Volume 32, Number 3

Remembering Emmet Till

Let me peer out at the world through your lens.…
Let me see how your blue is my turquoise 
and my orange is your gold.

Naomi Shihab Nye

Decades drift by—life a crowded stream.
Memories, like ripples, dissipate—
sights and sounds, smells and touch, deleted   
so not to overwhelm with too much recollection.  

We age—revisit erased images.
I see meaning now, in fields of cotton—
bolls nestled in dried bracts, sharp as razor blades,
harvested by bare fingers 

The air heavy with restraint, as silent men,
hats in hand, followed local protocol,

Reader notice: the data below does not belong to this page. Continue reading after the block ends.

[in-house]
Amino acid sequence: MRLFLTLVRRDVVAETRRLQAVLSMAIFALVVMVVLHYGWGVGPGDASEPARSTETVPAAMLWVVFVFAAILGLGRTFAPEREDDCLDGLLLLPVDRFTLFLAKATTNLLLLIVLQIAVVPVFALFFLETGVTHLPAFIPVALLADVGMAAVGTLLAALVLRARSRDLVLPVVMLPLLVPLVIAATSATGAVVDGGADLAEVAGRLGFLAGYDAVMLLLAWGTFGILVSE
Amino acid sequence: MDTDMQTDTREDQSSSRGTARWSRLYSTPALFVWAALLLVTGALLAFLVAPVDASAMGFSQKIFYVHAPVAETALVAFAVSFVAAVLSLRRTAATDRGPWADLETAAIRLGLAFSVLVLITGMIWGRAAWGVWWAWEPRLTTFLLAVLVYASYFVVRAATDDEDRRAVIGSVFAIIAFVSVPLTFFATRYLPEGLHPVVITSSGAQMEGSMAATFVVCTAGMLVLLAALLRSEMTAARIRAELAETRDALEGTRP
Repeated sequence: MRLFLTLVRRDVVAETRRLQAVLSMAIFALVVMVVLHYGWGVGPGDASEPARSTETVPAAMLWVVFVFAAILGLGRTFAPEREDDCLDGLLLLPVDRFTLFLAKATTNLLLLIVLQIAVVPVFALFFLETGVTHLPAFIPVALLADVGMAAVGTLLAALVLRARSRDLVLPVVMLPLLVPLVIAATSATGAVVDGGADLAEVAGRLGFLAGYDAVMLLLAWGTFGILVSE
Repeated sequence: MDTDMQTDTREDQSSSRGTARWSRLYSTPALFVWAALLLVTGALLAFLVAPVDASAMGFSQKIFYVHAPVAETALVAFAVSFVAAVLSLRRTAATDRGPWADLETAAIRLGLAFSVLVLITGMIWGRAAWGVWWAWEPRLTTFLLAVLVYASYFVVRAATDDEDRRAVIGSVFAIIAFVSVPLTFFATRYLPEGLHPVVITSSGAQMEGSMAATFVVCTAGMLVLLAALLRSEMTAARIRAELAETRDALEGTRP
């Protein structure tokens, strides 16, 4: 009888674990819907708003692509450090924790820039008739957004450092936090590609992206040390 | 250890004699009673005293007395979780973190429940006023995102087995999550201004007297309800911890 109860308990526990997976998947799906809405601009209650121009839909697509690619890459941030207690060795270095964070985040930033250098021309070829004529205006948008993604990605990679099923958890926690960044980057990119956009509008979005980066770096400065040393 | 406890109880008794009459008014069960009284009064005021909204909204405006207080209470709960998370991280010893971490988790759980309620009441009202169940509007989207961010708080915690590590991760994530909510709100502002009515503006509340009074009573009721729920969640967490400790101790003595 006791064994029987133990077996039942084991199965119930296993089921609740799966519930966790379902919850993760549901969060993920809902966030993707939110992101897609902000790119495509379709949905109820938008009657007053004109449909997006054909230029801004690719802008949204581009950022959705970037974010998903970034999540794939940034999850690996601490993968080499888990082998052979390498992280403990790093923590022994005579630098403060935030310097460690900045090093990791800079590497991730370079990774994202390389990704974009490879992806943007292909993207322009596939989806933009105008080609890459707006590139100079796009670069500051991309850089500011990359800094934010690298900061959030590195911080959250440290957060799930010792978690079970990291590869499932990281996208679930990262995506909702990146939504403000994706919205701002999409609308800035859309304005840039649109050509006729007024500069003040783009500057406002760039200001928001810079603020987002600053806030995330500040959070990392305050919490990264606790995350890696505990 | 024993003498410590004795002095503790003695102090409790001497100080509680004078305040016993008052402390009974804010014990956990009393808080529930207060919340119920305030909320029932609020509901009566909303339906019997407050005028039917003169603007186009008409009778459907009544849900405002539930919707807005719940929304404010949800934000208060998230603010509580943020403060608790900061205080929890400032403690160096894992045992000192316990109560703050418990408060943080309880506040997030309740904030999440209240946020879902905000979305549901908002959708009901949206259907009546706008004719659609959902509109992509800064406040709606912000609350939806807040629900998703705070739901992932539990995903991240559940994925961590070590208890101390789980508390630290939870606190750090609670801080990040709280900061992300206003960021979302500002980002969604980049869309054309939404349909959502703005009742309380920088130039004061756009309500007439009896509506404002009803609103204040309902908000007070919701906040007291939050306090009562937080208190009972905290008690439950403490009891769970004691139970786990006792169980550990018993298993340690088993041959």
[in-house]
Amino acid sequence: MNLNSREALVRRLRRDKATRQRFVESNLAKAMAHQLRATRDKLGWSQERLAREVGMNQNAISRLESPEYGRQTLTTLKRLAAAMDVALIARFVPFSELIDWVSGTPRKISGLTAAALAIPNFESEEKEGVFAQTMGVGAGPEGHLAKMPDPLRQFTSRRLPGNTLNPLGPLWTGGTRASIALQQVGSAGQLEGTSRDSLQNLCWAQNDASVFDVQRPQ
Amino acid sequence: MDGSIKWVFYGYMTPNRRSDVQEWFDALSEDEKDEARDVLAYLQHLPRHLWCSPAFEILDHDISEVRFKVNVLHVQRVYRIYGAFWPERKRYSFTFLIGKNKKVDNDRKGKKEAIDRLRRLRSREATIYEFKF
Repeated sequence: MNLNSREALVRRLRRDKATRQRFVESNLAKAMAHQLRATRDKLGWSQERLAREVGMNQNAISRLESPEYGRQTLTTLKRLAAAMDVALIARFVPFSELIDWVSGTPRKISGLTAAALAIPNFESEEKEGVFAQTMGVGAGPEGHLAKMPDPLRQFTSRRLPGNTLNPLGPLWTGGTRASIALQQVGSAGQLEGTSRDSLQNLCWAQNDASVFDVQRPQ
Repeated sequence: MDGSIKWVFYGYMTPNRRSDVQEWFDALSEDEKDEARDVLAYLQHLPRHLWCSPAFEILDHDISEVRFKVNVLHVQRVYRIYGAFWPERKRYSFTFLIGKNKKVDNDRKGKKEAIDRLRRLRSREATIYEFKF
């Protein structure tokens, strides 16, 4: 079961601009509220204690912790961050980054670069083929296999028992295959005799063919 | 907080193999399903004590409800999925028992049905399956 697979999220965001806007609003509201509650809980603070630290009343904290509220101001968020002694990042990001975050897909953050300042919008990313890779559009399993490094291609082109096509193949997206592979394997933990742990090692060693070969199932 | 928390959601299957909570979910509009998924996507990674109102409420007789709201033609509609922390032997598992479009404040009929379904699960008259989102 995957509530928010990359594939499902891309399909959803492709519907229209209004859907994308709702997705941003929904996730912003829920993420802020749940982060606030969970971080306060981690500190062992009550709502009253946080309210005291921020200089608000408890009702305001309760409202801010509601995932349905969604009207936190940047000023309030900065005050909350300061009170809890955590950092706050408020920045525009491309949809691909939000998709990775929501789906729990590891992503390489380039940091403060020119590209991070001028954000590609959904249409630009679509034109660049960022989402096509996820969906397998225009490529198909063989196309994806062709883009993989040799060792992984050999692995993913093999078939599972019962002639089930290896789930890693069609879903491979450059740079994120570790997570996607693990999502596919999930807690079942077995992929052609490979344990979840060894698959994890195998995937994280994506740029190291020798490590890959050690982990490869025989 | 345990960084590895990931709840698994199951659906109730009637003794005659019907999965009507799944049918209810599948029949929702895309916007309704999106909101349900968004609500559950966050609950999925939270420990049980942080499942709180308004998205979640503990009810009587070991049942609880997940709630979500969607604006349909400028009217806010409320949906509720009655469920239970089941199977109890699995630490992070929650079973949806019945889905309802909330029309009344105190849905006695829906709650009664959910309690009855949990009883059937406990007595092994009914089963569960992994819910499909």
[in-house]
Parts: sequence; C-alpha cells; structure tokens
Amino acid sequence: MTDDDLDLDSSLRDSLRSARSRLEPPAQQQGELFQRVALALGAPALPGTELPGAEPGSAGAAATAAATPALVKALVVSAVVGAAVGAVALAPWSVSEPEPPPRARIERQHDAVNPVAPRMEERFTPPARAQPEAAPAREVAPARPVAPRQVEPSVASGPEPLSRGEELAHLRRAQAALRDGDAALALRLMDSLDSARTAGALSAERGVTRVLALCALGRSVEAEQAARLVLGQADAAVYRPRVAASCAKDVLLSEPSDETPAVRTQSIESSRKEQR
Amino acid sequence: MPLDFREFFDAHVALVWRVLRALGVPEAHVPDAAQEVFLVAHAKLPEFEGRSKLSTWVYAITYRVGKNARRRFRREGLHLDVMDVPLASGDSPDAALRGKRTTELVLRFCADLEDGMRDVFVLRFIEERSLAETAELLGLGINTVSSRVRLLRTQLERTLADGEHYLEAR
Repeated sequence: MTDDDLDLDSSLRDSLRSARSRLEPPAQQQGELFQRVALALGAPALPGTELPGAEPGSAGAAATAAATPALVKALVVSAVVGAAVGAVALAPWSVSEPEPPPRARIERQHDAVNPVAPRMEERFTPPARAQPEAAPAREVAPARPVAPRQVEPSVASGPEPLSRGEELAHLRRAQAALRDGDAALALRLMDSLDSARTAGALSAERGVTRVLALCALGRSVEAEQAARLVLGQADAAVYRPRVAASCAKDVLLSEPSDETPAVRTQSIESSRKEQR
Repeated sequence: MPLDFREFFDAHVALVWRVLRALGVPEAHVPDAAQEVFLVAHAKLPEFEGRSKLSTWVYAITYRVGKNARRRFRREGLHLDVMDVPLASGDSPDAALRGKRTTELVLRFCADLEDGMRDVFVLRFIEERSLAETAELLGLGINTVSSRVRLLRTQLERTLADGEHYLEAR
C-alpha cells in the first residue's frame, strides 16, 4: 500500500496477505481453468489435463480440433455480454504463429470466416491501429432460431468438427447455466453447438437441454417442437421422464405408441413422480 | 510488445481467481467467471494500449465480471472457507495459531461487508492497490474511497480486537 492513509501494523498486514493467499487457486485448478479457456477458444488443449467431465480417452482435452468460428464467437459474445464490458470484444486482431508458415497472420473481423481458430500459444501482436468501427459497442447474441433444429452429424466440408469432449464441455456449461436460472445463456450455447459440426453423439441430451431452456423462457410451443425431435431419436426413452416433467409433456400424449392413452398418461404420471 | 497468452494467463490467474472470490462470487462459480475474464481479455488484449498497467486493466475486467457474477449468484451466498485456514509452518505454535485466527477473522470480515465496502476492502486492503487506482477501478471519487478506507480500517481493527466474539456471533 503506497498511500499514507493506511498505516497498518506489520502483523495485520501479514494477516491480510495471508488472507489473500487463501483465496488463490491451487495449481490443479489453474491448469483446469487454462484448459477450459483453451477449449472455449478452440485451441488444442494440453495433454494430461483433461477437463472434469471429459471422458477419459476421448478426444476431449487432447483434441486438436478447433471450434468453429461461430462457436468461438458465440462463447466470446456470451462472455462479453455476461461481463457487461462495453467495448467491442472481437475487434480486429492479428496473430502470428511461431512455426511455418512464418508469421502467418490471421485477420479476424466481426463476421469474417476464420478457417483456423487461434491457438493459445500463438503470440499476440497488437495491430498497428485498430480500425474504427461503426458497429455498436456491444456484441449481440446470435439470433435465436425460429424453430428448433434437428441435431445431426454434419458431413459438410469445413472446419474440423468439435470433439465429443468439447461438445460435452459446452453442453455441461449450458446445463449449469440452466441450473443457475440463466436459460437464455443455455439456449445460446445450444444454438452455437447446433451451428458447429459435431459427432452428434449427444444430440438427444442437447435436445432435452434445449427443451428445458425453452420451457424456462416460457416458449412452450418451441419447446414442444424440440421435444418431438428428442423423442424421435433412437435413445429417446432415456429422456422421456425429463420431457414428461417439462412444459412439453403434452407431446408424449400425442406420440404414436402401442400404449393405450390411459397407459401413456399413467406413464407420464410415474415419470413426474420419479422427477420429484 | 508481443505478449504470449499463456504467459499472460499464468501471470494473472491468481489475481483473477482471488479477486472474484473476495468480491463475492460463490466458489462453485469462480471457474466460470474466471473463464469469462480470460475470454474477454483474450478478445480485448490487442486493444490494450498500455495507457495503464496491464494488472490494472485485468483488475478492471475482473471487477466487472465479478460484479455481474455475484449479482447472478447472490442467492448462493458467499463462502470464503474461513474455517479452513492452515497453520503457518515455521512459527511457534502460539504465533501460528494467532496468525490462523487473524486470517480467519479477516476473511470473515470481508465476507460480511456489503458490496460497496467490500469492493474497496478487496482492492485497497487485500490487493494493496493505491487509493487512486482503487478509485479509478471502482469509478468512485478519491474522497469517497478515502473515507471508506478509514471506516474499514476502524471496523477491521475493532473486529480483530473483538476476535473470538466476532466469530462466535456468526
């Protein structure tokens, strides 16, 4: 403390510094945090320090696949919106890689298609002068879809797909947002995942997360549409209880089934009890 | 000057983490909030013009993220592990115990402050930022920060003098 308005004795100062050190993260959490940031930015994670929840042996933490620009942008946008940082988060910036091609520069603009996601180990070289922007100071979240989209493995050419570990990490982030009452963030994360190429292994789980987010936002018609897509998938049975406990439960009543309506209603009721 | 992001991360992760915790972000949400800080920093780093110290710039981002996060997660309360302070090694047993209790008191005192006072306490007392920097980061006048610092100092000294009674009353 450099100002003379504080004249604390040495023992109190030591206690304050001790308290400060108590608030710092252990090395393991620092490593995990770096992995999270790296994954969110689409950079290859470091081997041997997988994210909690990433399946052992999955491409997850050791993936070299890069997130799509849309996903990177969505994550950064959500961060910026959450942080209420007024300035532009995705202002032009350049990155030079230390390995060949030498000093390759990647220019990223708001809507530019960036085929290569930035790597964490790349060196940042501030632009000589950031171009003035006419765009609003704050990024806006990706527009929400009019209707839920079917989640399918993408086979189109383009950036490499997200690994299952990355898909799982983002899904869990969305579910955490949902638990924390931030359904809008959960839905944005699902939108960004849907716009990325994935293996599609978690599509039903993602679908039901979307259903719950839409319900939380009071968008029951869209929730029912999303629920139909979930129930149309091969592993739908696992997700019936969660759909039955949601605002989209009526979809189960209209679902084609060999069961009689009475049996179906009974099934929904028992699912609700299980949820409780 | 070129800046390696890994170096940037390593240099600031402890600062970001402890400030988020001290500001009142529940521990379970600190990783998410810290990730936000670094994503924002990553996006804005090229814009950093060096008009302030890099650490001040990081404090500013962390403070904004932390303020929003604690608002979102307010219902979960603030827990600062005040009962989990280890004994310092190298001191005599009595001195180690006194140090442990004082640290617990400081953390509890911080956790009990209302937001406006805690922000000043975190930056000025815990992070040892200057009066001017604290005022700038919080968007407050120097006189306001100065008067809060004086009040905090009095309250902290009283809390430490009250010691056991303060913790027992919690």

stood off in roadside ditches 
until our car passed by. 

This girl from somewhere in the North 
—intrigued by a world she didn’t know—
tried to socialize with those
expected to keep their distance.   

I recall the look on Big Sam’s face 
when I showed up behind the main house
where he was cooking catfish in an iron kettle 
and I, unknowing, broke the silent code, 
asked him friendly questions. 

Now I know 
that look 
was fear.    

—Patricia Williams